That seems to have been the reasoning behind this musical reworking of the cult Sixties film Whatever Happened to Baby Jane?, a camp fiesta that mainlines the essence of the feuding silver-screen has-beens Blanche and "Baby" Jane Hudson, immortalised on film by Bette Davis and Joan Crawford. But it would take a lot more than this bland collection of songs shackled to the shapeless framework of Henry Farrell's story to be more than a kitsch rubber-necker.
Yet the director Kenny Miller clearly likes a challenge and this production, the opening gambit of November's Glasgay Festival, goes all out in its aim to prove that, as long as you keep up the drag and the Hammer Horror feel, even the dull imaginings of the composer and lyricist, Lee Pockriss and Hal Hackady, can be subverted.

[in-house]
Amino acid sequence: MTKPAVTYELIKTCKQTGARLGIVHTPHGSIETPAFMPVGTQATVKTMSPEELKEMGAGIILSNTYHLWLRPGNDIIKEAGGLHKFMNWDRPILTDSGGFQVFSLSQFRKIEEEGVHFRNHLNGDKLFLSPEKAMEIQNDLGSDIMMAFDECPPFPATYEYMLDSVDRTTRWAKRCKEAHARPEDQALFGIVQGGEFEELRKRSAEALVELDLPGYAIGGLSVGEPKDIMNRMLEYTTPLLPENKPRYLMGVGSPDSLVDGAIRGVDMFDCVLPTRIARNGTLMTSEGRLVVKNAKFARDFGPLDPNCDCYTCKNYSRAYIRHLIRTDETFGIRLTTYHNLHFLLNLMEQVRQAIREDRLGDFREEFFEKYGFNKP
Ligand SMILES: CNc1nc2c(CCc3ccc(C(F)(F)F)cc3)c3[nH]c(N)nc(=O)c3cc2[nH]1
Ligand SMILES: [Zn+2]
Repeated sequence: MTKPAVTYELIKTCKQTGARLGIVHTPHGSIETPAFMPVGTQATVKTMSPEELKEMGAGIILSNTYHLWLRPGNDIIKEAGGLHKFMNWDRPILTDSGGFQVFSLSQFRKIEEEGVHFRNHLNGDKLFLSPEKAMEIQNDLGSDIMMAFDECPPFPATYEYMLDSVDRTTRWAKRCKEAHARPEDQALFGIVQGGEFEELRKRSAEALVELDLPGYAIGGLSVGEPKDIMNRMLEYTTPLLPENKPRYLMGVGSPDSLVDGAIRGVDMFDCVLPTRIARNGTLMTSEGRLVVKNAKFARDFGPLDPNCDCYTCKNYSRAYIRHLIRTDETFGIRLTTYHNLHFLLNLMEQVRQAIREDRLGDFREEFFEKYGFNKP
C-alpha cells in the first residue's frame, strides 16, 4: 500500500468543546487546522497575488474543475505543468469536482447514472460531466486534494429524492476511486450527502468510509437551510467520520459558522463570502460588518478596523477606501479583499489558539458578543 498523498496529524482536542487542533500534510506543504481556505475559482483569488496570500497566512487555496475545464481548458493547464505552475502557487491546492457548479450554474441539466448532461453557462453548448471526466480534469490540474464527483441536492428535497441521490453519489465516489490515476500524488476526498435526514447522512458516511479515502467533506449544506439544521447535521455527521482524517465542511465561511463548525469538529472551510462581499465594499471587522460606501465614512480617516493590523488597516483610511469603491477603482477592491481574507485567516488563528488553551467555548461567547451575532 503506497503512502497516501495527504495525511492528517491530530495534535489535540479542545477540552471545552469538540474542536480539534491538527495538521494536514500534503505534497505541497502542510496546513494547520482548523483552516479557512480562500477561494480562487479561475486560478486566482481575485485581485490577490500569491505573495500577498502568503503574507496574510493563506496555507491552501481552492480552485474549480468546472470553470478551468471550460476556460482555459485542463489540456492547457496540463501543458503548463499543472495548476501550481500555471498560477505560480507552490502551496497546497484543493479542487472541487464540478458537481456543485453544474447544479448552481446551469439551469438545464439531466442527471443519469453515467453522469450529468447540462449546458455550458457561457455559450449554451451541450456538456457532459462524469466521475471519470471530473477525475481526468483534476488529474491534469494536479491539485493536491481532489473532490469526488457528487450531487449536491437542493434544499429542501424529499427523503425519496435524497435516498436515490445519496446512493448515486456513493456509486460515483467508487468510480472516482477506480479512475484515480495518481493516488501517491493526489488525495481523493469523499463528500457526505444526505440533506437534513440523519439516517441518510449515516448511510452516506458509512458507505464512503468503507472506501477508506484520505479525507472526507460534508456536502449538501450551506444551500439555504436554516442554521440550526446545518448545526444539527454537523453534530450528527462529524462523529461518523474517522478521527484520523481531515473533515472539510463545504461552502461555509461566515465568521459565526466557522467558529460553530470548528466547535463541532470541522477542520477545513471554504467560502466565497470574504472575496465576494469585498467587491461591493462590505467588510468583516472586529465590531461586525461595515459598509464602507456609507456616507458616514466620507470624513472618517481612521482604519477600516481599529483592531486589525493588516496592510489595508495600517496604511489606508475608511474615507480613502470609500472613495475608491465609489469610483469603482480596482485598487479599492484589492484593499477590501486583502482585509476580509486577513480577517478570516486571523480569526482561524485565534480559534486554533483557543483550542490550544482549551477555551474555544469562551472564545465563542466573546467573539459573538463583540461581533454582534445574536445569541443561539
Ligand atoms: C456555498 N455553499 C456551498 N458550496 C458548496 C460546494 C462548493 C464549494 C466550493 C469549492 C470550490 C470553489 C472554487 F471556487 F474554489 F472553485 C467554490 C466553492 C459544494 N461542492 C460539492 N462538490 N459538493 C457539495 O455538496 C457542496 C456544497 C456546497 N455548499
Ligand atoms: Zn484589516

Everything is tattily and aptly downgraded from the blockbusting musical this show was originally scored to be. It's not just that the band is reduced to one man and his piano, a role filled by the multi-faceted musical director, Richard Lewis, or that the range of singing voices is grounded by the classically trained singer Damaris Chalmers as the cigarette toting Spirit of Hollywood. The entire look and feel is a rough-and-ready faded vaudeville of has-beens and never-weres, channelling the darker side of this melodramatic soup on a fantastically claustrophobic set.
High on the towering double-decked rotunda, Blanche (Karen Mann) is marooned in her wheel-chair. Downstairs, sozzled on wine and melancholy, Andrea Miller steps boldly into Bette Davis's shoes in a wonderfully convincing turn as the ageing child star Baby Jane. She pulls off the difficult feat of evoking a curious sympathy, bottle-feeding wine to her Baby Jane doll. She even gives the bland, formulaic songs more panache than they deserve.
But pity poor Mann, who has to reel off a series of sappy and saccharine songs that seem to have been penned from the "Make 'em Weep" chapter of The Idiot's Guide to Writing a Musical.
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